What’s up with… MWC21, KDDI, NBN

TelecomTV Staff
By TelecomTV Staff

Sep 23, 2020

  • MWC21 delayed until late June next year
  • KDDI, Samsung claim slicing breakthrough
  • NBN lines up further investments

A not-unexpected postponement of everyone’s favourite annual Barcelona-based mobile-focused trade show and some network slicing trickery sit atop an enormous pile of news items. 

MWC21, the annual trade show held in Barcelona, has been delayed until 28 June – 1 July next year: Its original dates had been 23-25 February. Mats Granryd, Director General at the show’s owner, the GSMA, said: “With a continuously changing global outlook and following consultation with our board and membership and our top exhibitors, we have taken the careful decision to reschedule MWC21 Shanghai in February, and MWC21 Barcelona in June. The health and safety of our exhibitors, attendees, staff and the people of Barcelona are of paramount importance.” This year’s MWC, of course, was the first major telecoms industry trade show to fall victim to the spread of Covid-19. Let’s see if there are any further updates in the months to come: the appetite to travel to any trade shows does not yet seem to have returned to the industry…

Japanese operator KDDI says it has “successfully demonstrated network slicing in a 5G standalone network.” It teamed up with Samsung for the trial. KDDI says this is “the world's first successful demonstration of the generation of E2E network slicing where the RIC [RAN intelligent controller] defined by the O-RAN Alliance is used to control network slicing.” For the full details, see this announcement

Australia’s NBN has announced a A$3.5 billion upgrade to its national access network that will deliver broadband speeds of up to 1 Gbit/s. See this NBN announcement.

The security of Open RAN networks is a quite contentious topic right now, following the release of a blog and paper by Ericsson that drew responses from the CTOs and Rakuten Mobile and Telefónica. Now Mavenir, one of the most prominent Open RAN technology vendors, has added to the debate with this blog from its Senior VP of Business Development, John Baker. (See Telco CTOs hit back at Ericsson’s Open RAN security scare.)

Still with Mavenir, the company has developed what is describes as “a high performance 5G Core User Plane Function (UPF) accelerated by NVIDIA Mellanox ConnectX-6 Dx SmartNICs.” Mavenir says it has “demonstrated performance of up to 524 Gbps using 16 fast path (FP) CPU cores, while reducing overall server footprint by 50% using NVIDIA SmartNIC UPF offloads.” Hardware acceleration looks likely to play a significant role in cloud native-based 5G deployments. (See How Xilinx aims to turbocharge Open RAN )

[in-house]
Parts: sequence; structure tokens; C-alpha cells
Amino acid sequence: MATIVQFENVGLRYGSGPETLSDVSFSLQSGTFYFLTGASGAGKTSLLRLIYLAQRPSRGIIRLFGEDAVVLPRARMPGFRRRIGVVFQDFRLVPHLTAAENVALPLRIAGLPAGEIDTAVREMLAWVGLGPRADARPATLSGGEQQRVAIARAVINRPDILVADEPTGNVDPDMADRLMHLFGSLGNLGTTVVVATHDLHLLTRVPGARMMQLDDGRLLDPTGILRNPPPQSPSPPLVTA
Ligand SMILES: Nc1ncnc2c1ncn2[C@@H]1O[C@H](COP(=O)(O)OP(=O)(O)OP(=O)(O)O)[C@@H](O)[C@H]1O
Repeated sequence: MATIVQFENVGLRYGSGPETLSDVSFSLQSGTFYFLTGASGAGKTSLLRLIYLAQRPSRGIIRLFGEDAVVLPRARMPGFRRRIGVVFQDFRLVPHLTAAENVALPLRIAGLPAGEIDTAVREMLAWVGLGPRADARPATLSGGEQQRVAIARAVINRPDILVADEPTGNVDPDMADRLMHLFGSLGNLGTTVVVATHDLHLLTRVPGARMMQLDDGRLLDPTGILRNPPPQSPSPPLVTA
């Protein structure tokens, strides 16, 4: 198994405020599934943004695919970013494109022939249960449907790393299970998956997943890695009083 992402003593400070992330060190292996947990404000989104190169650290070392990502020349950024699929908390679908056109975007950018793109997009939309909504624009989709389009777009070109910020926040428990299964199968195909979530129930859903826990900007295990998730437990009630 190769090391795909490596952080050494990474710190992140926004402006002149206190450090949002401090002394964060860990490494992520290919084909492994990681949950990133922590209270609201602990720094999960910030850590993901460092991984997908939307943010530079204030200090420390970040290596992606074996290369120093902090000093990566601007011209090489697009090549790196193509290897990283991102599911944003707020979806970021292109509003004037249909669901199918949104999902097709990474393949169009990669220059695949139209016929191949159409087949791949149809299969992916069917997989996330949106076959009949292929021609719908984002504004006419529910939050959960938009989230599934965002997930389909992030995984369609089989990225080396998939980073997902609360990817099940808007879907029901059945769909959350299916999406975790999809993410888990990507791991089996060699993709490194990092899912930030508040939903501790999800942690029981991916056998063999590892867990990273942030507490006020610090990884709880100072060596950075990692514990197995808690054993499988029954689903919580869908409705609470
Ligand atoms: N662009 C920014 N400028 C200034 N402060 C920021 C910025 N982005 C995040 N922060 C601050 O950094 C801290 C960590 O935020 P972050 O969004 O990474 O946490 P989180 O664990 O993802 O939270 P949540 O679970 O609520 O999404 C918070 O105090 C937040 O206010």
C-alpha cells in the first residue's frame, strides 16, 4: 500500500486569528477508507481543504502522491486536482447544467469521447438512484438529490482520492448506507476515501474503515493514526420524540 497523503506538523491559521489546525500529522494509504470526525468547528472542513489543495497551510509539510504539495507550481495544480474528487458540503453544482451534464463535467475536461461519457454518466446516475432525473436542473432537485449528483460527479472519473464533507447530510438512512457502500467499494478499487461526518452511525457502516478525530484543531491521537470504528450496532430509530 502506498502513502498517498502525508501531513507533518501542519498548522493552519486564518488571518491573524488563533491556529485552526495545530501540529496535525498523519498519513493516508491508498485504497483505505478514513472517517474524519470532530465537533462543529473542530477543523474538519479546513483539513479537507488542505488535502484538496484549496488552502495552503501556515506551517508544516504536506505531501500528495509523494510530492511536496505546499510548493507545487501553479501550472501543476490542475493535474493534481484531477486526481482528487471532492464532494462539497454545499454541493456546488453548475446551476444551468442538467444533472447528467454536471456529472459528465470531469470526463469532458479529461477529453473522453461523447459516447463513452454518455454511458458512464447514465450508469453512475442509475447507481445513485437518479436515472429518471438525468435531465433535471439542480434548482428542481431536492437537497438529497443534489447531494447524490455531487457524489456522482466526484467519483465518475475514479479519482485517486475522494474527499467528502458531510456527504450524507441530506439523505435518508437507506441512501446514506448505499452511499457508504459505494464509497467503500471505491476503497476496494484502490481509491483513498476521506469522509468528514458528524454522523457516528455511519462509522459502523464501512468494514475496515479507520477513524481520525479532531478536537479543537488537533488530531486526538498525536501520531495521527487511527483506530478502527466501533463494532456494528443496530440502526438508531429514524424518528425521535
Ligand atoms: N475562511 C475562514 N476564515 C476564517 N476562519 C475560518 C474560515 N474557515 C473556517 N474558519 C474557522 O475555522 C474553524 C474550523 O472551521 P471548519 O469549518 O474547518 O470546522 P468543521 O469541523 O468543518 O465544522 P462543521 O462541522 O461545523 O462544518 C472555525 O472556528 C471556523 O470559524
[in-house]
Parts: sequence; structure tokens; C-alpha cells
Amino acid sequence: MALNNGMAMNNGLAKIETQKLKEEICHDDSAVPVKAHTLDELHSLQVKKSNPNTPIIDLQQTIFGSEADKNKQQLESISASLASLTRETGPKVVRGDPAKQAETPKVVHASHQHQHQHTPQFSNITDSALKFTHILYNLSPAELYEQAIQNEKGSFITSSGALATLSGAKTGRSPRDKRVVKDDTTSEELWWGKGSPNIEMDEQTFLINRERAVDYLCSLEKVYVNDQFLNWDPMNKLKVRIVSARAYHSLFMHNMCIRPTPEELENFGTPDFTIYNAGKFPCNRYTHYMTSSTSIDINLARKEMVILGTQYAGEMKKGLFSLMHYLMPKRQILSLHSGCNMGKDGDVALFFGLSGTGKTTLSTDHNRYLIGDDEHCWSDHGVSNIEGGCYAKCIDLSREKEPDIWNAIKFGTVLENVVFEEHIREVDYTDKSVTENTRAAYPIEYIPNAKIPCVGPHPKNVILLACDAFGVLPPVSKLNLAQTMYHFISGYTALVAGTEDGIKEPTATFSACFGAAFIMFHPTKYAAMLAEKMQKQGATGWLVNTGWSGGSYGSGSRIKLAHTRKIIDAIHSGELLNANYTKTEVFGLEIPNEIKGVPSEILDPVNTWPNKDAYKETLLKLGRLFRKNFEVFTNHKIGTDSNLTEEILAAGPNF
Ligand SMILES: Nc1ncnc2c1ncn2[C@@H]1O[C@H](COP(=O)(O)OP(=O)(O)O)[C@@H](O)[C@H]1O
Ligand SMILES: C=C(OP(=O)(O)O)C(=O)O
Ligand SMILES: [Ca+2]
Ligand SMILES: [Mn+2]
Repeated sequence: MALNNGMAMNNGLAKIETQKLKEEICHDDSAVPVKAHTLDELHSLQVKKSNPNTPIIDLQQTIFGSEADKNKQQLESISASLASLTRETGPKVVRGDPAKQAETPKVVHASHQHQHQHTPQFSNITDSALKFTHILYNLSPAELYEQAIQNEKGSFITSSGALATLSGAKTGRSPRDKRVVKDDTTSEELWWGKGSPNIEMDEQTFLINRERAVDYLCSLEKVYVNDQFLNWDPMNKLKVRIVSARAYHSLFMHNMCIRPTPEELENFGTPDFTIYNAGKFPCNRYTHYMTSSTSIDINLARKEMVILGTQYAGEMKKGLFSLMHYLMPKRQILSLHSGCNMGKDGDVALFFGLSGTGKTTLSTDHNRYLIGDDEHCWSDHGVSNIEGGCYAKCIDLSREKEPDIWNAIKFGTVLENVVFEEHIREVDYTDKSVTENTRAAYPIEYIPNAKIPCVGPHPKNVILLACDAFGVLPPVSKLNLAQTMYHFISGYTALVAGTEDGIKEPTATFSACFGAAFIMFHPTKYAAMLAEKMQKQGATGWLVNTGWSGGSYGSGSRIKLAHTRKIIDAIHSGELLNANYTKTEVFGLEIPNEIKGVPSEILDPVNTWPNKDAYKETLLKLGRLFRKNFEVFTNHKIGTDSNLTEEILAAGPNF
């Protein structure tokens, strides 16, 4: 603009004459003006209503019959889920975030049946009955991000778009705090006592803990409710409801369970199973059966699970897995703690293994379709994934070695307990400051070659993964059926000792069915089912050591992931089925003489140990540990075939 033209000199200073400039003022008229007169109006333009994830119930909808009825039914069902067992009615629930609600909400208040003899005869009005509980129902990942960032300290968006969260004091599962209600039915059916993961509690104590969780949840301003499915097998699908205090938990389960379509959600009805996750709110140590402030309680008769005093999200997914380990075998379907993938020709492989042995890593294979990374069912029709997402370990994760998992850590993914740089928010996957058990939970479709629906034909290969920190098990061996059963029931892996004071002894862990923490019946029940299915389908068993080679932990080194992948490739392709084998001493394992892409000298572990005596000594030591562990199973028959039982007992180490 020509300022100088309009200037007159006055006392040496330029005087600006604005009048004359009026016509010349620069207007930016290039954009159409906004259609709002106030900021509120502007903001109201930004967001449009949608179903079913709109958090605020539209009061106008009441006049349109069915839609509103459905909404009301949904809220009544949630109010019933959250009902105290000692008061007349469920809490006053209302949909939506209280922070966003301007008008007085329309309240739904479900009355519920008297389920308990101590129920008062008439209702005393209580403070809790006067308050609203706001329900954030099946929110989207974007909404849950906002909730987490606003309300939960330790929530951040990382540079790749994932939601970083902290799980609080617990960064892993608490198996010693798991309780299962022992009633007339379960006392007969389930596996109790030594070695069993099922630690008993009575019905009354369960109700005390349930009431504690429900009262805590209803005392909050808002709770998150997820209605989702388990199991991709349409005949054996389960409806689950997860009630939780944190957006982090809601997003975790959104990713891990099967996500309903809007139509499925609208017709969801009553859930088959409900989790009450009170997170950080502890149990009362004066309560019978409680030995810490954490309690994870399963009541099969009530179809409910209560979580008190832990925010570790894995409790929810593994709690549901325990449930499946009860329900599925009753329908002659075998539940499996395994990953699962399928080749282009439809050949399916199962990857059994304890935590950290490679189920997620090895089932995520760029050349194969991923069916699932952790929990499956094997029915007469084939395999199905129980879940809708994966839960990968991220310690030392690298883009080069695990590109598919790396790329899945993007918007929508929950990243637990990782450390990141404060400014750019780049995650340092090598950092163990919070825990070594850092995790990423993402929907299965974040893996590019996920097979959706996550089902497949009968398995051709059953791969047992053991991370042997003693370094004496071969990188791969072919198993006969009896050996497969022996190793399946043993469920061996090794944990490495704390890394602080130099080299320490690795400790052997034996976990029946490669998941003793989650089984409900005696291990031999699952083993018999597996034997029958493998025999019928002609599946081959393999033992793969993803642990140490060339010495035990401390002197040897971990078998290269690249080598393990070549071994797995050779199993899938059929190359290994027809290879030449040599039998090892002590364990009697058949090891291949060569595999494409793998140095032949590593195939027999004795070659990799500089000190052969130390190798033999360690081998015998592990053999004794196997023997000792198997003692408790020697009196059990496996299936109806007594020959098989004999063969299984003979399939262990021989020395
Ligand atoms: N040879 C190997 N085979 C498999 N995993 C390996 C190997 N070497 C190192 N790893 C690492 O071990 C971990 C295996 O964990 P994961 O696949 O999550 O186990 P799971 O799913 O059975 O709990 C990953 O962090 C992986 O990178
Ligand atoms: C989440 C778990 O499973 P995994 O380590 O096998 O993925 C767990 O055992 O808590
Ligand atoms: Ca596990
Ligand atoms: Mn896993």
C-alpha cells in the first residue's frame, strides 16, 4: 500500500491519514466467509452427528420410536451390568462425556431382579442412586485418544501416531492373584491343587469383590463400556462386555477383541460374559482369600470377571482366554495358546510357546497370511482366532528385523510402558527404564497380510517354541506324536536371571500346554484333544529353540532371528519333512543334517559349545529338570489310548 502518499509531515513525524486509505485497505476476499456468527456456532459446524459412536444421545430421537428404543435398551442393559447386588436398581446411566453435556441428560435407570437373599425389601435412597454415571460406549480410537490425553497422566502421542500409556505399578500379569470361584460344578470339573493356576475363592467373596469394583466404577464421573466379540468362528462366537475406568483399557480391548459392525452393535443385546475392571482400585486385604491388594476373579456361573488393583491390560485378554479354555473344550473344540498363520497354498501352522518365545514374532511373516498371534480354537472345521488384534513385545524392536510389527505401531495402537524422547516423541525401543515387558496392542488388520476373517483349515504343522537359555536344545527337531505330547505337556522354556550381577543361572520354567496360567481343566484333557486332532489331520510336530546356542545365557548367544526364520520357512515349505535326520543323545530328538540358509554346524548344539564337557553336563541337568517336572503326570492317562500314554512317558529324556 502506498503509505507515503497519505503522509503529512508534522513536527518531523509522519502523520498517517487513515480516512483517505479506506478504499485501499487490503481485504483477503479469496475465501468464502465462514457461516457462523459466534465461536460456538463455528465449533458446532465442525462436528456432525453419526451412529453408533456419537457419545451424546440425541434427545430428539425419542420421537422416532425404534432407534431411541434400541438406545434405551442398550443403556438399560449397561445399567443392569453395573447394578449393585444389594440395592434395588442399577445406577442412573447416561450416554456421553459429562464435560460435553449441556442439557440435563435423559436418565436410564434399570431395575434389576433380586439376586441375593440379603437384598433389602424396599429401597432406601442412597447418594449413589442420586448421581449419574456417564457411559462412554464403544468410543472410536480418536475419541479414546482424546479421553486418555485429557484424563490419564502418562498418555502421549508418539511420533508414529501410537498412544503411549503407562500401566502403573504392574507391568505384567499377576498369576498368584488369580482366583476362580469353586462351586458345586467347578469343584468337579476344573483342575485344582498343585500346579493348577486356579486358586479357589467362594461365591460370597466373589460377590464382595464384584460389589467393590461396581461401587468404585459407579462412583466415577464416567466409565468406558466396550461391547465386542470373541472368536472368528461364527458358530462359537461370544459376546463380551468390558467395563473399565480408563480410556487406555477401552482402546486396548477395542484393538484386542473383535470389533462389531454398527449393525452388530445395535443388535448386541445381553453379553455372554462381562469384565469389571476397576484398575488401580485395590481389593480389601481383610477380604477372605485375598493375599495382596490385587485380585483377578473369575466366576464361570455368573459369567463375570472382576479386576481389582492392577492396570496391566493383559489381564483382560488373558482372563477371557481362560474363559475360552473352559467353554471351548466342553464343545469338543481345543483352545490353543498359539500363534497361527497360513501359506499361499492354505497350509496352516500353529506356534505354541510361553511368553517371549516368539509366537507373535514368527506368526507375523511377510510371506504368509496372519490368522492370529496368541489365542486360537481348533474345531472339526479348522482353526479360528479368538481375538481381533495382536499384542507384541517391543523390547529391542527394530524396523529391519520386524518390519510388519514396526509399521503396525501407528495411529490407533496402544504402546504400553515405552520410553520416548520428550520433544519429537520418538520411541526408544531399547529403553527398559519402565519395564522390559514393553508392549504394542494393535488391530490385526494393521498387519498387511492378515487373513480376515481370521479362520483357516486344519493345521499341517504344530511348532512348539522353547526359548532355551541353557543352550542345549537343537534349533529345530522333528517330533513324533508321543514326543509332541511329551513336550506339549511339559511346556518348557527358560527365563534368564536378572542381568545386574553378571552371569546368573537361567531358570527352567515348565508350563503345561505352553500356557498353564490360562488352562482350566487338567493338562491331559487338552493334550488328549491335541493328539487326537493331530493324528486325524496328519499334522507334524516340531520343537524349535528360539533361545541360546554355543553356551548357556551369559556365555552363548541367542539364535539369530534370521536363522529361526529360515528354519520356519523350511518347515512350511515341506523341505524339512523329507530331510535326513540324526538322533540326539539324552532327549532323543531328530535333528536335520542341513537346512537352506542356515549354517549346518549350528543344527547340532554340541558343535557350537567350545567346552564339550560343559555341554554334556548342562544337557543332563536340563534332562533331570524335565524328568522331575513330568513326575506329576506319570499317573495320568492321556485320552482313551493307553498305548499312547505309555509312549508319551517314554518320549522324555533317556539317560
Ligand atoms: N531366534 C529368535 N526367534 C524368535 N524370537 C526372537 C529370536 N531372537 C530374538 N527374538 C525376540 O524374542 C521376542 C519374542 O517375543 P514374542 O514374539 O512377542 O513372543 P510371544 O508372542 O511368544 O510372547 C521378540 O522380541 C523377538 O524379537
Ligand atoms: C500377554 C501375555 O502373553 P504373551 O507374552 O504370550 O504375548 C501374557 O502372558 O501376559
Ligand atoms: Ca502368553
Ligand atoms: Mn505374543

With working from home (WFH) now looking like a permanent option as COVID-19  settles in for a long stay, Netgear is touting an affordable ‘Insight Managed Business Router’ which enables a worker at home or working from a remote office, to connect to an equivalent unit back at HQ. This set-up  lets employees securely share corporate IT resources such as file servers and network-attached storage.

Former finance director at BT, Hanif Lalani, has had his ‘Order of the British Empire’ (OBE) gong “cancelled and annulled”. Eight years ago Lilani was fined £1.4 million by the French authorities for insider trading following BT’s investment in the IT services company Net2S. The annulment was announced in the Gazette, the UK’s official public record.

Verizon and Amazon Web Services (AWS) have added AWS Wavelength edge computing platform capabilities at the operator’s 5G Edge nodes in three more cities – Atlanta, New York and Washington DC – taking the total to five (Boston and ‘the Bay Area’ were already live). Verizon says companies, such as live broadcast video delivery specialist Zixi are already testing how low-latency services can be deployed using AWS Wavelength edge computing assets and Verizon’s 5G connectivity. Read more.    

AT&T and Microsoft have teamed up to enable businesses to connect devices and machines to their own secure cloud environments through an AT&T-powered guardian device with Azure Sphere. According to the partners: “The new solution combines the secured architecture of Azure Sphere, a comprehensive IoT security solution including hardware, OS and cloud services with Azure IoT services, and the global and multi-layered security of AT&T’s core network. The AT&T global SIM enables connectivity in more than 200 countries across 500 carriers. AT&T offers managed services to support day-to-day operations.” Cloud platforms and connectivity – it should be a winning combination… Read more.

Intel has been given permission by the US authorities to continue selling products to Huawei, a spokesperson for the chip giant confirmed to Reuters. The US authorities tightened their restrictions on whether or how US companies could supply their products or services to Chinese companies, or those supplying components to Chinese companies, in August, but special dispensations have always been available.

Meanwhile, China’s Commerce Ministry has been drawing up its own list of “unreliable” companies to place on their own equivalent of an Entity List, and a US company may be added to the list shortly, according to CNBC. History will. Not look kindly on this period in modern diplomatic history.

Aria Systems and MATRIXX Software have teamed up to offer “a unified rating, charging and billing solution to communications service providers.” MATRIXX CTO Marc price noted: “The combination of Aria’s industry-leading billing and monetization solution with MATRIXX’s world-class convergent charging capabilities empowers service providers with everything needed to quickly monetize new business models and manage dynamic pricing at scale.” Read more.

The CTIA has published an interesting blog on Ericsson’s smart factory in Texas: You can read it here.

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